• Their Arduino clone boards didn’t work with certain shields because of odd component placements - a large capacitor right at the end of one header-strip for example, made certain shields simply not fit at all.  Including - oddly enough - even a number of their own shields!
  • Board implementation was not standardized to the Arduino baseline - code that would work on Arduino and “standardized” clones would fail in subtle ways on Seeed Studio hardware.  In the same way, their shields had oddities in both hardware and software that other shields didn’t have.
  • Code examples were strange and it was not unusual to find that they didn’t work, even when installed and run exactly according to their specific instructions.  And it wasn’t just me - there was a huge wailing and gnashing of teeth on their fora as well.
  • And it wasn’t just one thing - I’d get this board or that board and - every time - there was some wonkyness or weirdness that had to be worked around - and I didn’t have the patience to work around one manufacturer’s oddities when I could buy something from someone else that worked first-time.
  • When I used “Genuine” Arduino, (or other manufacturers like SparkFun), I had much less trouble. The examples, (usually), worked, and when they didn’t, the example code got fixed or there was a reasonable reason, and solution, in the forum.

Maybe they’ve improved in the many years that have passed since I worked with them - I don’t know but I sure hope so.  What I do know is that I don’t trust them anymore.

Another thing I’ve done in recent time is rank products based on the vitality and helpfulness of their fora.  Companies like Dexter and Adafruit come right to the fore, with others like SparkFun and DigiKey a close second.  I’ve gotten to the point in my life where I want access to a vibrant, active, and polite forum.  Linux Mint is my go-to distribution for just that reason - they have a forum that is second-to-none.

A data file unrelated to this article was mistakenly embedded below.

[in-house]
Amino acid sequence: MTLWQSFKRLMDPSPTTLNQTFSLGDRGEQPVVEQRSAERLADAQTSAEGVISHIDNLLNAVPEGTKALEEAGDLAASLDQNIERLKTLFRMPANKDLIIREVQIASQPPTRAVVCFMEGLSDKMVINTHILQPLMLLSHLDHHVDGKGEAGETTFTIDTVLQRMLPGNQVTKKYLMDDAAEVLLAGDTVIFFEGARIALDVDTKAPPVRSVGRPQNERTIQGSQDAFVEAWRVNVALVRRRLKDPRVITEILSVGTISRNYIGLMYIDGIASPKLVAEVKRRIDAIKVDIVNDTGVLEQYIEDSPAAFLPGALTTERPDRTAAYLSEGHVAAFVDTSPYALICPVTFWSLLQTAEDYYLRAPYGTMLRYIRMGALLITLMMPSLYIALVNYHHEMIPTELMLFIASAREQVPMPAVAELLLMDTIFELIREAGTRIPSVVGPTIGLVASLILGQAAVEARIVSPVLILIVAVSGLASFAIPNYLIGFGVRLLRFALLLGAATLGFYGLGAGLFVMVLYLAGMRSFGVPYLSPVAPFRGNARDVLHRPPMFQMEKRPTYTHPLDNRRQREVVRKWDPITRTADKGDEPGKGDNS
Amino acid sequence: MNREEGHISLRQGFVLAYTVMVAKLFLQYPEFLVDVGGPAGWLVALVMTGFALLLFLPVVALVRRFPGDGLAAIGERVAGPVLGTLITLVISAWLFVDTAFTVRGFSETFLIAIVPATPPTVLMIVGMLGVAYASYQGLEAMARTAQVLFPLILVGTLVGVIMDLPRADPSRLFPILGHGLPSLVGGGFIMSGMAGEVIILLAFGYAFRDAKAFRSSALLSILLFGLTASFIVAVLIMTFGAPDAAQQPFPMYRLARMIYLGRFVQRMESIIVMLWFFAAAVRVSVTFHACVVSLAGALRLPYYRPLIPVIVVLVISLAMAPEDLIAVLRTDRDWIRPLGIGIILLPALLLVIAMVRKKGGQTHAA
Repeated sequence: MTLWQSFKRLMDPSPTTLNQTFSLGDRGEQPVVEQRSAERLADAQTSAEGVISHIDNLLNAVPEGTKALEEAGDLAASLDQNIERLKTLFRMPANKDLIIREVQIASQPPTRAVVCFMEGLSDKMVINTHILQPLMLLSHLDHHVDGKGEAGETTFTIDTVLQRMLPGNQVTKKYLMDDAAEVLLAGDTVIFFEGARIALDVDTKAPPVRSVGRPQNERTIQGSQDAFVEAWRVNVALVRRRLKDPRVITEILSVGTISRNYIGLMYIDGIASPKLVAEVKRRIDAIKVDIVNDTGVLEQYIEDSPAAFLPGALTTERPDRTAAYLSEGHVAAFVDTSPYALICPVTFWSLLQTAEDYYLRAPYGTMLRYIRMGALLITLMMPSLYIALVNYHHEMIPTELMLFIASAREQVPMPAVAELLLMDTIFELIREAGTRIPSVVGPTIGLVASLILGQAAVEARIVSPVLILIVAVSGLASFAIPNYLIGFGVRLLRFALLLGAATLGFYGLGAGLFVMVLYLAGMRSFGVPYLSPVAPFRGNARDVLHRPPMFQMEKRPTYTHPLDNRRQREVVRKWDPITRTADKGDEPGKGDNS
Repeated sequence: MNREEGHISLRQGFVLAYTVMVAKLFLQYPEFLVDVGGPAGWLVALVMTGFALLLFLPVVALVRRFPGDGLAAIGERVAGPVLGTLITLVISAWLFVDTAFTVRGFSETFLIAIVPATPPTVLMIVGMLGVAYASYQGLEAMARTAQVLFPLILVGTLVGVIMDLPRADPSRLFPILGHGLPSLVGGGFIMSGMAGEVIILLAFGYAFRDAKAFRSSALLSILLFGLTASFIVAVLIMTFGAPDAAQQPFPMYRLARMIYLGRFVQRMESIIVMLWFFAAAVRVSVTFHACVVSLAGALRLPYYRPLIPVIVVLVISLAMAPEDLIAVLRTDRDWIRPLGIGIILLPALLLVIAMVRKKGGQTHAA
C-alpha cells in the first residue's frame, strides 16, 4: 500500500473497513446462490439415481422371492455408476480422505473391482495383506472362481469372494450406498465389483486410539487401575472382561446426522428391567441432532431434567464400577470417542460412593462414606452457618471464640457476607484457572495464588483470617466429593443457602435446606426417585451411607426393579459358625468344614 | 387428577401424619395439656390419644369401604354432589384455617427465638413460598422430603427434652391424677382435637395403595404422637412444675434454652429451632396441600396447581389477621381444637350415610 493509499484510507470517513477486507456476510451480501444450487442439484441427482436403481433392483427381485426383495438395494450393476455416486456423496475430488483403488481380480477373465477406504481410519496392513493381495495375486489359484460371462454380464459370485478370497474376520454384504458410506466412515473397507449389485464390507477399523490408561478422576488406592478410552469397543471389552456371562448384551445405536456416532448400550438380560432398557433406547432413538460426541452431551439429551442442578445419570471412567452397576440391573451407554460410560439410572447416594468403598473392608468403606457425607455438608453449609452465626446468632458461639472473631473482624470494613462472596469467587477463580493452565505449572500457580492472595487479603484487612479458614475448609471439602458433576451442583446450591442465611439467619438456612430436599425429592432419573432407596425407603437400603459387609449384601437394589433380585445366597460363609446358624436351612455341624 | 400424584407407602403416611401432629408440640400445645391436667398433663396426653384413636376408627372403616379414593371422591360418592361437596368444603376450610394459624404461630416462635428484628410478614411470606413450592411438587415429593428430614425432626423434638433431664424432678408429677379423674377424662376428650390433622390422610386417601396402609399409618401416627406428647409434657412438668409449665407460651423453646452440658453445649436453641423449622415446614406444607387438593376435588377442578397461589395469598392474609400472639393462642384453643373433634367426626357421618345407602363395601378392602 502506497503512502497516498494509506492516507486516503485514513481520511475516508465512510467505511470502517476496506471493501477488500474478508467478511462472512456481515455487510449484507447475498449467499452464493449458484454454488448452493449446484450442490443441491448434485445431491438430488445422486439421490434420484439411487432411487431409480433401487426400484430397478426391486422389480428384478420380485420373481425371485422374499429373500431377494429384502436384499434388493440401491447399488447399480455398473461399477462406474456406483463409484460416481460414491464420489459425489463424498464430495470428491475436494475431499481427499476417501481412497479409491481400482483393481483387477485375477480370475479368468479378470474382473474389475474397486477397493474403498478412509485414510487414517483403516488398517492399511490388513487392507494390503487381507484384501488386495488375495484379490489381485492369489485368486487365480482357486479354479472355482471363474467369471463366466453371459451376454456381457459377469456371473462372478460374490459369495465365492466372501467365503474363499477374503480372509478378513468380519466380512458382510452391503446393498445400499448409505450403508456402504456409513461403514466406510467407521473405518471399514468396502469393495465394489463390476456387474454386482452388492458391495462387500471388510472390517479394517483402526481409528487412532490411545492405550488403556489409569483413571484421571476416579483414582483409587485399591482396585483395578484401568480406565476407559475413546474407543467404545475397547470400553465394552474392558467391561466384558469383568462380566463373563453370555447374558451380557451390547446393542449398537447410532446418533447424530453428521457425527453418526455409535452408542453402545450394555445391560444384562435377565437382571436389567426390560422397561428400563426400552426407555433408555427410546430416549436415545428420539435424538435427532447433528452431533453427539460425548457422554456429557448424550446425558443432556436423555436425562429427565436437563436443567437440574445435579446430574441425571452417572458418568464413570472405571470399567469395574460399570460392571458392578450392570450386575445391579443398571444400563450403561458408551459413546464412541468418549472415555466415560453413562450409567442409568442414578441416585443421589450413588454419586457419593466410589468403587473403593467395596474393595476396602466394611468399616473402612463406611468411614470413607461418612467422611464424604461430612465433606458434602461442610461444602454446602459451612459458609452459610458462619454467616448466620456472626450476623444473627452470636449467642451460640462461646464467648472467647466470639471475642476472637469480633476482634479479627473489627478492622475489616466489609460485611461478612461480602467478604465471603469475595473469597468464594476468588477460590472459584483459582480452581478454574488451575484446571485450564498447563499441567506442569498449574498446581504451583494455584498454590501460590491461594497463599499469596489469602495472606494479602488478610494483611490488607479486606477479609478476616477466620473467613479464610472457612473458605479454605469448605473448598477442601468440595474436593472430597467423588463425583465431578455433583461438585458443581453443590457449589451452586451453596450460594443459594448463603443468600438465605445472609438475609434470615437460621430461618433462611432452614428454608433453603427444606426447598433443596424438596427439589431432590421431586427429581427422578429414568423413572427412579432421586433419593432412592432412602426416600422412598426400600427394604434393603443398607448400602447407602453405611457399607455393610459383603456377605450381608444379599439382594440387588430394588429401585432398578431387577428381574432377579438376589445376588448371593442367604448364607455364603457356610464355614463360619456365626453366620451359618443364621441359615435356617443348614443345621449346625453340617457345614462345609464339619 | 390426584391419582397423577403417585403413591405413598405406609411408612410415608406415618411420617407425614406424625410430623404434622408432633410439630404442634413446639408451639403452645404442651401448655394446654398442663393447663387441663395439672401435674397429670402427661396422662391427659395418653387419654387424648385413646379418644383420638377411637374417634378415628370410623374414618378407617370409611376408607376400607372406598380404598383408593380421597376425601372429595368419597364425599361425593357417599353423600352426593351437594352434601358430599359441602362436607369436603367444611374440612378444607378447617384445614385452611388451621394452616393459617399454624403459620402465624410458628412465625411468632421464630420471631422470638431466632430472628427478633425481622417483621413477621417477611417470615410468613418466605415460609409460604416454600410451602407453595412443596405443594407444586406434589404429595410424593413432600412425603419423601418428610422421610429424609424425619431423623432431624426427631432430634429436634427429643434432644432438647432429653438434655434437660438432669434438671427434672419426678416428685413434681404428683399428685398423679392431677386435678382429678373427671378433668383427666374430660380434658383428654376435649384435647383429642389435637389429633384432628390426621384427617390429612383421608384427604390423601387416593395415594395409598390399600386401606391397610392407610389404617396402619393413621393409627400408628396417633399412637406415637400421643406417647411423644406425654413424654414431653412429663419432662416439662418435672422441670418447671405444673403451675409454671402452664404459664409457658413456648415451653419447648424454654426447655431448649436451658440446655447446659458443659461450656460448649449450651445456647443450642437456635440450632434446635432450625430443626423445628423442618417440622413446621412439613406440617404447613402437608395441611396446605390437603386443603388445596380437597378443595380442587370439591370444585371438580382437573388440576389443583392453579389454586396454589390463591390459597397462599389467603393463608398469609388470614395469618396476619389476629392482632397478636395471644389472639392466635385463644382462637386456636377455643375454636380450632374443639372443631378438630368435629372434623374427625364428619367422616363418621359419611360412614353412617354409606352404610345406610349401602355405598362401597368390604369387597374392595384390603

1 Like

Twenty thumbs up for you!

As @cyclicalobsessive said to me awhile back, part of the mission - IF you choose to accept it - is to Boldly Go where no one has gone before.

Cyclicalobsessive and others are big into pushing the boundaries of AI and autonomous robotics.

Me, I’m just a punter who is learning his way around robotics, messing with the hardware, playing with the (existing) software, trying to learn everything I can, and I am grateful to everyone who has lent me a hand.  You would do well to find, and read, everything Cyclicalobsessive has posted.  It’s a treasure-trove of tips, tricks, experiments, and good old-fashioned wisdom about programming in general and robotics in particular.

1 Like

This is true, to some extent, for a lot of Dexter’s stuff.

The main reason, (IMHO), is that the Dexter robots are/were originally designed for a very specific use-case - teaching robotics - and they’re really keen on pushing this stuff into schools and colleges.

Because of this, the Dexter 'bots aren’t really designed to compete with the Arduino maker-space, maker-Pi-bots, SumoBots, Jetson Nano powered bots, bots with multiple Pi boards or a Cray-1 strapped to them, etc.

What is interesting, (and, possibly, unexpected at Dexter), is the surge of hobbyist interest in their products.  People like you, Cyclicalobsessive, myself, and others, see in these 'bots something beyond the school-room.  What we see is a 'bot that’s eminently capable, modular enough to experiment with, with a good stock software base in both DexterOS and Raspbian for Robots, and all of this at a price that doesn’t require a Federal or DARPA grant to afford.

We’re pushing the boundaries of these robots in ways that Dexter Industries never even imagined in their worst nightmares!  Lane following?  Autonomous navigation?  Used as an AI or vision processing platform?  Wow!  Who could have imagined it!

Of course, there will be hiccups and oddities.  We are - literally - pushing the boundaries of what can be done with these beasties, or other 'bots for that matter.

The folks at Dexter Industries can, and should be, proud of what they’ve accomplished with the robots they offer.

Here are my comments on that topic in another of these fora: